Everyone has their preference on how they think fonts should be rendered. If you’re not happy with the appearance of fonts on your system there are a few easy tweaks to try for better rendering.

Your first stop is the GNOME’s configuration settings for fonts, located in System->Preferences->Appearance under the Fonts tab. If you’re using an LCD display make sure you have the subpixel smoothing rendering mode enabled. Click Details to get access to the hinting options. Play around with these to get a result you like.

Here’s a sample of my system’s fonts configured with these settings:
fonts with simple settings

There are many more options for font rendering available with a .fonts.conf file. This file, from this forum post, turns on a hinting feature that is usually disabled due to patent issues with Apple.

<?xml version="1.0"?>
<!DOCTYPE fontconfig SYSTEM "fonts.dtd">
<fontconfig>
  <match target="font">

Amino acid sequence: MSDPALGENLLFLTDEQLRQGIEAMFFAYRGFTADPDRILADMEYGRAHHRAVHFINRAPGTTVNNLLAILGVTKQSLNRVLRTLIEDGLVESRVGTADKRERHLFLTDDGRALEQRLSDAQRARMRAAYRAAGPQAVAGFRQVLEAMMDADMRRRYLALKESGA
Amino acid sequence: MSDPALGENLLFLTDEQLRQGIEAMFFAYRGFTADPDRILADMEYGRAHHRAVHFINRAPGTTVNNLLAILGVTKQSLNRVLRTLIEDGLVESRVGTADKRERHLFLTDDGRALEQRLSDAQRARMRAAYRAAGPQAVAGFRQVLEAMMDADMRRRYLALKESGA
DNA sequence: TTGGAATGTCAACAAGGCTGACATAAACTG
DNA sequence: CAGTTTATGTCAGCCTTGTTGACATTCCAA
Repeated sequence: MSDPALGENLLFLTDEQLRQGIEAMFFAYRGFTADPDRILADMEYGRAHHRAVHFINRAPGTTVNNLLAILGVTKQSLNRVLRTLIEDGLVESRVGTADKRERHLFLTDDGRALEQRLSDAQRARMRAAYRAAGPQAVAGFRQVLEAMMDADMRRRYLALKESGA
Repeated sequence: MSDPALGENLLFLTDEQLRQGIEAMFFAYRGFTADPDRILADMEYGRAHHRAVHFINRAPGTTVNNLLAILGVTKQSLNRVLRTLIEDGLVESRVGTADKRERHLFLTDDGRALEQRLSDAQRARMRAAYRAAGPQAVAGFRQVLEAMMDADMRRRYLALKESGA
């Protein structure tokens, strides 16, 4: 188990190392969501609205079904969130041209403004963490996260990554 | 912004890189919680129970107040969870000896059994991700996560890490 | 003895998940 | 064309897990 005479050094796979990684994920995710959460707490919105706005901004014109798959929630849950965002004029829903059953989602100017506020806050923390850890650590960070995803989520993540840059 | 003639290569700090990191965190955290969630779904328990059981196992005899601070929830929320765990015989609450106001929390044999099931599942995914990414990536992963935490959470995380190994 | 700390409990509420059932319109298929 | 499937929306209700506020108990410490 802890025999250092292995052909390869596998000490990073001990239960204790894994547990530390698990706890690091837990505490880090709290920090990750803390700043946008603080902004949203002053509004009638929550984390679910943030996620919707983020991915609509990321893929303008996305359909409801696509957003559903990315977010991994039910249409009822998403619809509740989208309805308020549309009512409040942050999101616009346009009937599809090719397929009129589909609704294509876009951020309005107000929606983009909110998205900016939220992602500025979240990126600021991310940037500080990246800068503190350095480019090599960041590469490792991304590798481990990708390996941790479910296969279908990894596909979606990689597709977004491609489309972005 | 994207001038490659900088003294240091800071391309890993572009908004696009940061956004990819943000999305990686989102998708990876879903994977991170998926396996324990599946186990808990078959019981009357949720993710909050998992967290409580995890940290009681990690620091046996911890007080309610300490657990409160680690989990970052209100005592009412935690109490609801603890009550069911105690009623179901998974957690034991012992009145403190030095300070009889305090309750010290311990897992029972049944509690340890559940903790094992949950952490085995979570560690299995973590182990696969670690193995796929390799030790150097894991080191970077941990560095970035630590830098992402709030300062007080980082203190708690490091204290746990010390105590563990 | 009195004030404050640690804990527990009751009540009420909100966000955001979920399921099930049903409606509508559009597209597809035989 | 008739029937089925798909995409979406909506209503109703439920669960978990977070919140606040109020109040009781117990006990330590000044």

<edit name="autohint" mode="assign">
      <bool>true</bool>
    </edit>
  </match>
</fontconfig>

Copy and paste the text above into a text file, and save it in your home directory as .fonts.conf (note the first period, this file will be hidden). Log out for the changes to take effect. Here’s a sample of fonts with this file:
fonts with .fonts.conf

A more complex .fonts.conf file, available for download at this site, produces very smooth and bold fonts similar to those in OS X. Here’s a sample:
fonts smooth and bold

For now I’ll be using the simple .fonts.conf file, the differences between it and the default are subtle but it seems to make text clearer. Are you satisfied with font rendering on your Linux system?


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